While Lewis Hamilton's pole-winning lap might have left Daniel Ricciardo as though he had received a pie in the face, and Mercedes rivals with egg on theirs, that frightening 0.6s gap might well be overhauled today.
Though it appears the weather gods have chosen not to interfere in the season opener - another new move from Liberty? - we know from experience that Saturday and Sunday afternoons can witness a massive turnaround in fortune.
Certainly, Hamilton heads into the race (and season) as hot favourite, but for a start off he will not have teammate Bottas riding shotgun at the start.
Behind him come the two Ferraris, and while Kimi - who has been quicker than Vettel in most sessions - is giving little away, Sebastian is keen to make up for not only last season but no doubt Hamilton's dig at him during yesterday's press conference.
Though - especially with the ludicrously named 'party mode' - we know the W09 is blindingly quick, there remains doubt over its race pace and also its sensitivity in terms of tyres. On the other hand the Ferrari looks good when it comes to race pace.
Red Bull was always aware that it would struggle on what is an engine circuit, and no doubt the card up the Austrian outfit's sleeve is its decision to start the race on supersofts, the only team in the top ten to do so.
Ricciardo has that grid penalty however, fired up in front of his home crowd, the king of the late-brakers is sure to be mixing it up front within a few laps.
And then comes the real fun, the midfield, where Haas heads Renault, Bottas starting from 15th after requiring a new gearbox - McLaren, Force India, Williams, Toro Rosso and Sauber.
On the evidence thus far, Toro Rosso and Sauber are going to struggle, while Williams does little to convince. Even so, the exploits of an ever-frustrated Alonso, when up against the likes of a feisty Haas duo and the ever warring Panthers, makes for the sort of entertainment one needs on a Sunday afternoon.
And talking of entertainment. In case you didn't see the announcement about the Netflix F12 "docu-series", the sport's commercial boss, Sean Bratches, had this to say.
"Formula 1 is a global sport that we are actively repositioning from a motorsport company to a media and entertainment brand," said the American. Oh really.
Despite all the promises, including "brand new software", it very much looks as though Pirelli's predictions of a multi-stopper will be proved wrong, with most of the leading drivers once again opting for a single pit stop. Rather than logos and theme tunes, perhaps this is the area the sport - or rather entertainment brand - should have been looking at.
As if that wasn't bad enough, it is also thought a number of teams, particularly the non-Mercedes runners, will need to conserve their fuel. Plus ca change.
While we remain unconvinced that the addition of a third DRS will have the (official) desired effect, the exploits of both Ricciardo and Bottas should produce some magic, especially with the Australian (and his teammate) on a different tyre strategy.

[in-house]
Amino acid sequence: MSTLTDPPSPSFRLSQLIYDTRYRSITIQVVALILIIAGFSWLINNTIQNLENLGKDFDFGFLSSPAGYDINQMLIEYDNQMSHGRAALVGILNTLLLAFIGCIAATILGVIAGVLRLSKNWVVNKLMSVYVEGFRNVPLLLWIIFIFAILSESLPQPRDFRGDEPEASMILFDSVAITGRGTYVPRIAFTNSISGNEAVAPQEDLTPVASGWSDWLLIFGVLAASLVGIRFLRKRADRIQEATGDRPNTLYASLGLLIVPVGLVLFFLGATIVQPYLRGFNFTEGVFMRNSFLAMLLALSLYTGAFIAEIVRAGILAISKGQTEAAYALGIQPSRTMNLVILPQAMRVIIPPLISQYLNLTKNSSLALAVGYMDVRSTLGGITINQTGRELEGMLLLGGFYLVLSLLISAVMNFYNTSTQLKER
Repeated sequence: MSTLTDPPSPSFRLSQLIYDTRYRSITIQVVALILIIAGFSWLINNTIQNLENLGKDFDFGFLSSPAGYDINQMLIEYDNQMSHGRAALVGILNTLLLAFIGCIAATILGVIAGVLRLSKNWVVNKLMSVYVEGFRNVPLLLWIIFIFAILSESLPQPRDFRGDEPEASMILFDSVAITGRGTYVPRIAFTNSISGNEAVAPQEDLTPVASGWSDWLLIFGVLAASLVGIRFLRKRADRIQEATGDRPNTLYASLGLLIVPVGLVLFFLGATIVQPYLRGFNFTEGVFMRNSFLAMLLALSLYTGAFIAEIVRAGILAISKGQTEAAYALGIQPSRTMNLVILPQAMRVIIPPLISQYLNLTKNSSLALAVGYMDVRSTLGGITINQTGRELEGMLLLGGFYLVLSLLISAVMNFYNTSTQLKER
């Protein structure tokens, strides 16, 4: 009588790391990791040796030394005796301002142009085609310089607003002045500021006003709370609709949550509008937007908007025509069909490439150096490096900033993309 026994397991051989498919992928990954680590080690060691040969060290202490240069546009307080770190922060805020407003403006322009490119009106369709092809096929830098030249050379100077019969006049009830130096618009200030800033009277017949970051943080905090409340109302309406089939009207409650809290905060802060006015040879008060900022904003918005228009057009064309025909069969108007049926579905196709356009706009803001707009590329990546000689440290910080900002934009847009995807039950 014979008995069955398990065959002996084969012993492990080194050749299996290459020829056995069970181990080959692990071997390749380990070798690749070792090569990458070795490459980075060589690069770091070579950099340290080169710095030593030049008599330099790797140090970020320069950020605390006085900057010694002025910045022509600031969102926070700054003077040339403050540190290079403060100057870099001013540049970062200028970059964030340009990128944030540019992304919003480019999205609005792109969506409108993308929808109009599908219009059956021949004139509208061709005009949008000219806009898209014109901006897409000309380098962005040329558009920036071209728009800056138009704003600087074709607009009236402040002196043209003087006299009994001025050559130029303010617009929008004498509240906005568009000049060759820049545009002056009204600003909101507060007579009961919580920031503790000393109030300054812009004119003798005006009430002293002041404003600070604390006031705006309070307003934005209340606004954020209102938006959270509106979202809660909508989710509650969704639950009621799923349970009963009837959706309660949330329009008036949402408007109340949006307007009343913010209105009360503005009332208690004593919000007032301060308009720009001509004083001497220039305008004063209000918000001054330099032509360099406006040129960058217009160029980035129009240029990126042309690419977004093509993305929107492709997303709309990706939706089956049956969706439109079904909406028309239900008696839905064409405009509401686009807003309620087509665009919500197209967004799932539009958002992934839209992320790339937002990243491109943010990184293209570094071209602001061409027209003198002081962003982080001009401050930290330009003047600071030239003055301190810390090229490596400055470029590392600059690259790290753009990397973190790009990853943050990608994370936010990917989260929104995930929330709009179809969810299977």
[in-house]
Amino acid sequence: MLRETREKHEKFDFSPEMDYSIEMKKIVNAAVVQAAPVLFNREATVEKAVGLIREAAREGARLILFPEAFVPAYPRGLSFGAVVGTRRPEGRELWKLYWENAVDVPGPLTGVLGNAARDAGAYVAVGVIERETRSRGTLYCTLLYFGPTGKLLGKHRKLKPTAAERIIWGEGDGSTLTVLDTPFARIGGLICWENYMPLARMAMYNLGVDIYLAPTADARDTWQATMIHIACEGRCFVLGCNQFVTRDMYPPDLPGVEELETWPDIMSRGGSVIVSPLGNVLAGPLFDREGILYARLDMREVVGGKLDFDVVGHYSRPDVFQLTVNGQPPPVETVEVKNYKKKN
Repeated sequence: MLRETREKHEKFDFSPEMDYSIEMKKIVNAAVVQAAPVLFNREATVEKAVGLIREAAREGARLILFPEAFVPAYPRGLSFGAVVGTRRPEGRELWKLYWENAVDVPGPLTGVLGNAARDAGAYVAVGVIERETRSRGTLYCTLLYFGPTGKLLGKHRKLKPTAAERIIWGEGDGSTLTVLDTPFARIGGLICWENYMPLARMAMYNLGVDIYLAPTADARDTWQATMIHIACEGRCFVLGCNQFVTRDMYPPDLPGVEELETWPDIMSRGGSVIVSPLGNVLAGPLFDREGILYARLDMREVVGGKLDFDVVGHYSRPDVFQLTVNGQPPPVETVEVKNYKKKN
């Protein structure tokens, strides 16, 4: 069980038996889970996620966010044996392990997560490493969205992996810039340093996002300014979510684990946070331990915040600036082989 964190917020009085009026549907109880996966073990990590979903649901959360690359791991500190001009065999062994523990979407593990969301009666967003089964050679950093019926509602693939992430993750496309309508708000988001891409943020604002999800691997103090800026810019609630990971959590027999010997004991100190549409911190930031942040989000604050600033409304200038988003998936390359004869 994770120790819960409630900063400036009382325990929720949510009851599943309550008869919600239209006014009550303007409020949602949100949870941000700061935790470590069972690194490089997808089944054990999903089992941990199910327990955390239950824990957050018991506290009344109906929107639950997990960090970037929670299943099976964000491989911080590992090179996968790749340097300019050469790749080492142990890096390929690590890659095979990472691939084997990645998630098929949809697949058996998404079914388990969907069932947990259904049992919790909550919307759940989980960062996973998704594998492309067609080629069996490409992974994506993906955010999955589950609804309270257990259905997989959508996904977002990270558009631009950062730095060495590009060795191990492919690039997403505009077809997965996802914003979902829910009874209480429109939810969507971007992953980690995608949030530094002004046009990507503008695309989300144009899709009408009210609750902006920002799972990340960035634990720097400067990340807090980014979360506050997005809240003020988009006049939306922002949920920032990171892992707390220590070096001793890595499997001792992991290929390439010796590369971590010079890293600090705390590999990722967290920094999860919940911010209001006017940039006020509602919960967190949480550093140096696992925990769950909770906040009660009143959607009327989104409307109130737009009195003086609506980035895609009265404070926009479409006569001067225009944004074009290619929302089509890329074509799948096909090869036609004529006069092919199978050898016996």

The pitlane opens and one by one the cars head out. Air temperature is currently 24 degrees C, while the track temperature is 38 degrees. It is bright and sunny but quite windy.
The field heads off on the warm-up lap, as Hamilton is warned of a headwind in T1. All on ultras bar the Bulls, Stroll, Ericsson, Hartley, Sirotkin and Leclerc who are on supers.
They're away, Hamiltn gets away well while Raikkonen moves across to cover his Ferrari teammate, who himself moves across to cover Verstappen. The Dutchman loses ground as he heads into the first corner finds himself behind Magnussen who has made a particularly strong start.
As Vettel looks to hold off the pack, Raikkonen is all over Hamilton, but the Briton appears to have the situation in hand. Further back Ricciardo has already made up a place, making short work of Sainz.
At the end of lap 1, it's Hamilton, Raikkonen, Vettel, Magnussen, Verstappen, Grosjean, Hulkenberg, Ricciardo, Sainz and Alonso. Hartley pits at the end of the first lap and switches to softs having flat-spotted his tyres in the first corner in a massive lock-up.
"Come on mate, straight in," Verstappen is told, "we aint got time for this."
"Mode seven and overtake, if you need it," Verstappen is urged, the Red Bull driver clearly frustrated behind the Haas.
Out front, leading Raikkonen by 1.2s, Hamilton posts a fastest lap (29.809).
As Hulkenberg complains of traffic, Perez is warned about the temperature of his rear-left.
As Bottas passes Stroll for 14th, Ricciardo makes a typically banzai move on Hulkenberg for 7th. "Nice job, well done," the Australian is told.
Sirotkin has stopped at T13 on lap 7, thus bringing out the yellow. The Russian complains of a brake issue.
Ericsson pits at the end of lap 6, but his lack of speed suggests it isn't merely for a tyre change. The Swede reports a power steering issue and subsequently climbs from his car.
"My tyres are getting really hot," moans Verstappen. The Dutch youngster's frustration is clearly getting to him, the Red Bull constantly out of shape he pushes to the limit in his bid to pass Magnussen.
A nice clean move sees Bottas take 13th from Ocon - in the Mercedes powered Force India.
Inevitably, Verstappen spins in T1 as he pushes too hard, losing positions to Grosjean, Ricciardo and Hulkenberg as the Red Bull rotates the full 360. Grosjean and Ricciardo do well to avoid the spinning Dutchman.
Check out our Sunday gallery from Melbourne, here.